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Abraham Lincoln to Lewis C. Kercheval and Others, 24 July 18501
Yours of the 22nd inviting me to deliver an address to the citizens of this city upon the life of Z. Taylor deceased, late President of the United States was duly received.2 The want of time for preparation will make the task, for me, a very difficult one to perform, in any degree satisfactory to others or to myself. Still I do not feel at liberty to decline the invitation; and therefore I will fix to-morrow as the time. The hour may be any, you think proper, after 12 o’clock, M.3
Your Ob’t Ser’vt[Obedient Servant],A. LINCOLN.Messrs.[Messieurs] L. C. Kercheval, B. S. Morris, Geo. W. Dole, John H. Kinzie, W. L. Newberry.
1This letter is attributed to Abraham Lincoln, but the original letter in Lincoln’s hand is not extant.
2A printed transcription of the letter Lincoln references appeared in the July 24, 1850, edition of the Chicago Daily Journal.
Lincoln had been in Chicago since July 7, 1850, for the trial of Zebulon Parker versus Charles Hoyt at the U.S. District Court in the city. The trial, which began on July 9th, revolved around Hoyt’s alleged infringement of Parker’s copyright on a waterwheel. Lincoln represented Hoyt in the case. The trial lasted until July 24th, with Lincoln and Hoyt emerging victorious.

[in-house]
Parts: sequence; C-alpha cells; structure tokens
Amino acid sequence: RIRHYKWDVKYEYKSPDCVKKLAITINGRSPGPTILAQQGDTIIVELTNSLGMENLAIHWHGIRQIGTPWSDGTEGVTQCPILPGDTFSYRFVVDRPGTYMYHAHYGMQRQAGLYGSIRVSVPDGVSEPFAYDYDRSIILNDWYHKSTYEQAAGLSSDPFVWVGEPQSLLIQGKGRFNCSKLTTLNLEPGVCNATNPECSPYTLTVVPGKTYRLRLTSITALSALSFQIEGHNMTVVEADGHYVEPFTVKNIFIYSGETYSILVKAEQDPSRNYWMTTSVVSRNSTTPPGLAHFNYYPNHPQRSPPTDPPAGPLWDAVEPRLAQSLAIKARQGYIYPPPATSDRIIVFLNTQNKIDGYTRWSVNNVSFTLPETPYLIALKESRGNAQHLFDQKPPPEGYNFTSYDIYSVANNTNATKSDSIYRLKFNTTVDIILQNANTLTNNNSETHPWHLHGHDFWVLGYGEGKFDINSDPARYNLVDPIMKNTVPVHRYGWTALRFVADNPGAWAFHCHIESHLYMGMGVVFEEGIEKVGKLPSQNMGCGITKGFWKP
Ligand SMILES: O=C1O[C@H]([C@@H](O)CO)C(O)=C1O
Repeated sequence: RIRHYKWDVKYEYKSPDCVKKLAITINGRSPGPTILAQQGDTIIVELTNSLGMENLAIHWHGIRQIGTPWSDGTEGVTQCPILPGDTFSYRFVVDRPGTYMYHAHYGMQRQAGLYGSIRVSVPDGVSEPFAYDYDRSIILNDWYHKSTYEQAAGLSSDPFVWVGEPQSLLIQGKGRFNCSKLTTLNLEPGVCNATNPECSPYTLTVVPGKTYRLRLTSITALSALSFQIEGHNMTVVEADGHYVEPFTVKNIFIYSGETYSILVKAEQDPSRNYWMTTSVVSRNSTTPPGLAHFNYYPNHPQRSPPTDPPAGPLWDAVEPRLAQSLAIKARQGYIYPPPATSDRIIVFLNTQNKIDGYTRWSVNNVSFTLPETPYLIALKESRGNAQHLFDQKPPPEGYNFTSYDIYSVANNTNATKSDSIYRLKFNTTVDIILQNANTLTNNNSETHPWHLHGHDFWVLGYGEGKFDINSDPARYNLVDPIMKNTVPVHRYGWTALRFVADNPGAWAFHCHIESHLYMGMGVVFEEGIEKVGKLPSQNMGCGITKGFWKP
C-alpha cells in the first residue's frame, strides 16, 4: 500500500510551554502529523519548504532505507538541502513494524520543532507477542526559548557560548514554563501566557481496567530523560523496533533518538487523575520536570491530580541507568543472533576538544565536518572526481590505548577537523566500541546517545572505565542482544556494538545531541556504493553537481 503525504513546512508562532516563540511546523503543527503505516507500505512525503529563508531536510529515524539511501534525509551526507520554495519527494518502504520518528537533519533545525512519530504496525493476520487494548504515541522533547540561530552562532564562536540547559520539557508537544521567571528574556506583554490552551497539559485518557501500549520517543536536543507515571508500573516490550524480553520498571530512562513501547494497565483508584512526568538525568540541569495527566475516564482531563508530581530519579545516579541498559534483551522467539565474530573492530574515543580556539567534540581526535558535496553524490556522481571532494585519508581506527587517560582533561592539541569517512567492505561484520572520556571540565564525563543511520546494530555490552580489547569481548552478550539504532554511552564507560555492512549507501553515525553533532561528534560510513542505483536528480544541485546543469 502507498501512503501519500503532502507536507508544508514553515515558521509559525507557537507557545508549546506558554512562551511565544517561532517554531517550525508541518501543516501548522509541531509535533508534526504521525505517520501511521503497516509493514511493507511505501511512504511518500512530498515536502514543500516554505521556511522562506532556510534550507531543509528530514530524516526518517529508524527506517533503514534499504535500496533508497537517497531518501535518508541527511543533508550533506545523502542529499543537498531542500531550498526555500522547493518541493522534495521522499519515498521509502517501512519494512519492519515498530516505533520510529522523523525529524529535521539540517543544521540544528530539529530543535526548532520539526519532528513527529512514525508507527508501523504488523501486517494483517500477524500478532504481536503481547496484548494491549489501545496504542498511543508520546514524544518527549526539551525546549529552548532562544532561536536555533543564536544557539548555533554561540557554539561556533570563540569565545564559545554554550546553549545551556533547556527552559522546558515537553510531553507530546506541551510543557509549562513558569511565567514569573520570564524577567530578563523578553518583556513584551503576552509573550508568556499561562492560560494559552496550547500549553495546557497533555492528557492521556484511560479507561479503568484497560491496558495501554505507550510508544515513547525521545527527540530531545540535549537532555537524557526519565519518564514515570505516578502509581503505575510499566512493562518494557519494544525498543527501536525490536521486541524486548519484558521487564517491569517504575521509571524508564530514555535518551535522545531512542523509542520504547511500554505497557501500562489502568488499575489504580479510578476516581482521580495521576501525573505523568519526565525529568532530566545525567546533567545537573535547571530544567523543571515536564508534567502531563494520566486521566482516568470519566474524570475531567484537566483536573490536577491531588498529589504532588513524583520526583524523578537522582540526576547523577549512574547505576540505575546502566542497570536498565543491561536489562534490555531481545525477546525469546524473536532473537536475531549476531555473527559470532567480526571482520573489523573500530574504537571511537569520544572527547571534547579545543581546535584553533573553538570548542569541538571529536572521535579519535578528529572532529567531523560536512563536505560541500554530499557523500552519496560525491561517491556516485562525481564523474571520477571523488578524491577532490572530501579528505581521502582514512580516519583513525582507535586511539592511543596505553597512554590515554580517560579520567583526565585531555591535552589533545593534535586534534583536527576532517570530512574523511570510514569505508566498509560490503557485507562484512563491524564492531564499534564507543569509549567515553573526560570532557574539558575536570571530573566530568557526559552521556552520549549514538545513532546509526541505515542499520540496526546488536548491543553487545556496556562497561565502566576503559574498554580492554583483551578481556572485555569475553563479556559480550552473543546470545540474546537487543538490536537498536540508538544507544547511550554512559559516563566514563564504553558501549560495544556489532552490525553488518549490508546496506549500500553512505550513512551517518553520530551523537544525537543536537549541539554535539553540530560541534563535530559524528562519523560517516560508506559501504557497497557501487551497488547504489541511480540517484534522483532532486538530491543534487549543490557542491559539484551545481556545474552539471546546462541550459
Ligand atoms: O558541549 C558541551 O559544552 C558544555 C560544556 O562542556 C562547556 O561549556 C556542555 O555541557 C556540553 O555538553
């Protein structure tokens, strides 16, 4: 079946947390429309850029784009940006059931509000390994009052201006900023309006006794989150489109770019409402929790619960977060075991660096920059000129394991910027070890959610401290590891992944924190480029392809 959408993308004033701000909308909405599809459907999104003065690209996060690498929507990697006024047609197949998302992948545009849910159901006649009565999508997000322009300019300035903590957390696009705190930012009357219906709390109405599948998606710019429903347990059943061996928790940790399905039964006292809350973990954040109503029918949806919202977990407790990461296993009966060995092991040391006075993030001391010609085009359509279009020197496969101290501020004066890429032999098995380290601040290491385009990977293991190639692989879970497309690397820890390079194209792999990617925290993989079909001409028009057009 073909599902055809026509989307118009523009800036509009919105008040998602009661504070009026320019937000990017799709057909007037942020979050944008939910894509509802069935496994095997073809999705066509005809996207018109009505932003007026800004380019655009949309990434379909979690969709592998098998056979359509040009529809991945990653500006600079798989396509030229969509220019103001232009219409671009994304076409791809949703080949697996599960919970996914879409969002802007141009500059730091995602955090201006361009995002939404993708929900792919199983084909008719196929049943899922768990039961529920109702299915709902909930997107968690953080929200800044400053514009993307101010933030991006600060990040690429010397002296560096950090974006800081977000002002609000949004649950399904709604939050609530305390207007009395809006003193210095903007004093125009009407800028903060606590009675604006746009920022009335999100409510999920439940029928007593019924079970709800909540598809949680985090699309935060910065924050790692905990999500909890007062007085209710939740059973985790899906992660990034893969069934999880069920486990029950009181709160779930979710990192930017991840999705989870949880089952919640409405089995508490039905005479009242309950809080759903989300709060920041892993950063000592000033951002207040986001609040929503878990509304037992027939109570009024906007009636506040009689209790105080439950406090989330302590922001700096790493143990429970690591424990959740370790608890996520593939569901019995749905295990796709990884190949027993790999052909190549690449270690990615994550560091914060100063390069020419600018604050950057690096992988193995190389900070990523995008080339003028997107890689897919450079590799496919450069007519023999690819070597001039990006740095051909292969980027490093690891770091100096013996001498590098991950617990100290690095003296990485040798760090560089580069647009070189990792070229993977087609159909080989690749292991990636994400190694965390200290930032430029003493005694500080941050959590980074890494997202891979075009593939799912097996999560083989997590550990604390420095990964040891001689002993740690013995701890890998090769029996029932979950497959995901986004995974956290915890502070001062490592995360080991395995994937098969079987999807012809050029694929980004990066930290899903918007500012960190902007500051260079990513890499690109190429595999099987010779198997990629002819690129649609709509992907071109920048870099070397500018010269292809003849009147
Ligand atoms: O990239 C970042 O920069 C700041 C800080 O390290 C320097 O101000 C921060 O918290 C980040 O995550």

The Lincoln Log: A Daily Chronology of the Life of Abraham Lincoln, 7 July 1850,; 9 July 1850; 24 July 1850,; Parker v. Hoyt, Martha L. Benner and Cullom Davis et al., eds., The Law Practice of Abraham Lincoln: Complete Documentary Edition, 2d edition (Springfield: Illinois Historic Preservation Agency, 2009),
3Lincoln delivered the eulogy address for President Zachary Taylor one day after writing this letter, July 25, 1850. Representatives for the Common Council of Chicago then wrote Lincoln, requesting a copy of his address. Lincoln obliged, sending the original draft of his address for publication.

Printed Transcription, 1 page(s), Chicago Daily Journal (IL), 24 July 1850, 2:4.